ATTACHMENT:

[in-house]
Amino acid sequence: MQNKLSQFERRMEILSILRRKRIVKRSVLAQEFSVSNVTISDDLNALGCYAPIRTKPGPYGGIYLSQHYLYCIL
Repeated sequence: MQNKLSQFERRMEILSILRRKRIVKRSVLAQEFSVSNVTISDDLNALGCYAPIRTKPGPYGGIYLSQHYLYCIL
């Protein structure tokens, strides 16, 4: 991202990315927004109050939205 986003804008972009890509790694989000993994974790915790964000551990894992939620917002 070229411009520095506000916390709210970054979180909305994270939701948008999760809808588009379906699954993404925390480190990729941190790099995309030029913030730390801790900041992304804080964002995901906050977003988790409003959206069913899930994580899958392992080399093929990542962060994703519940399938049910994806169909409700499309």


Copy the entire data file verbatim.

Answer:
[in-house]
Amino acid sequence: MQNKLSQFERRMEILSILRRKRIVKRSVLAQEFSVSNVTISDDLNALGCYAPIRTKPGPYGGIYLSQHYLYCIL
Repeated sequence: MQNKLSQFERRMEILSILRRKRIVKRSVLAQEFSVSNVTISDDLNALGCYAPIRTKPGPYGGIYLSQHYLYCIL
């Protein structure tokens, strides 16, 4: 991202990315927004109050939205 986003804008972009890509790694989000993994974790915790964000551990894992939620917002 070229411009520095506000916390709210970054979180909305994270939701948008999760809808588009379906699954993404925390480190990729941190790099995309030029913030730390801790900041992304804080964002995901906050977003988790409003959206069913899930994580899958392992080399093929990542962060994703519940399938049910994806169909409700499309």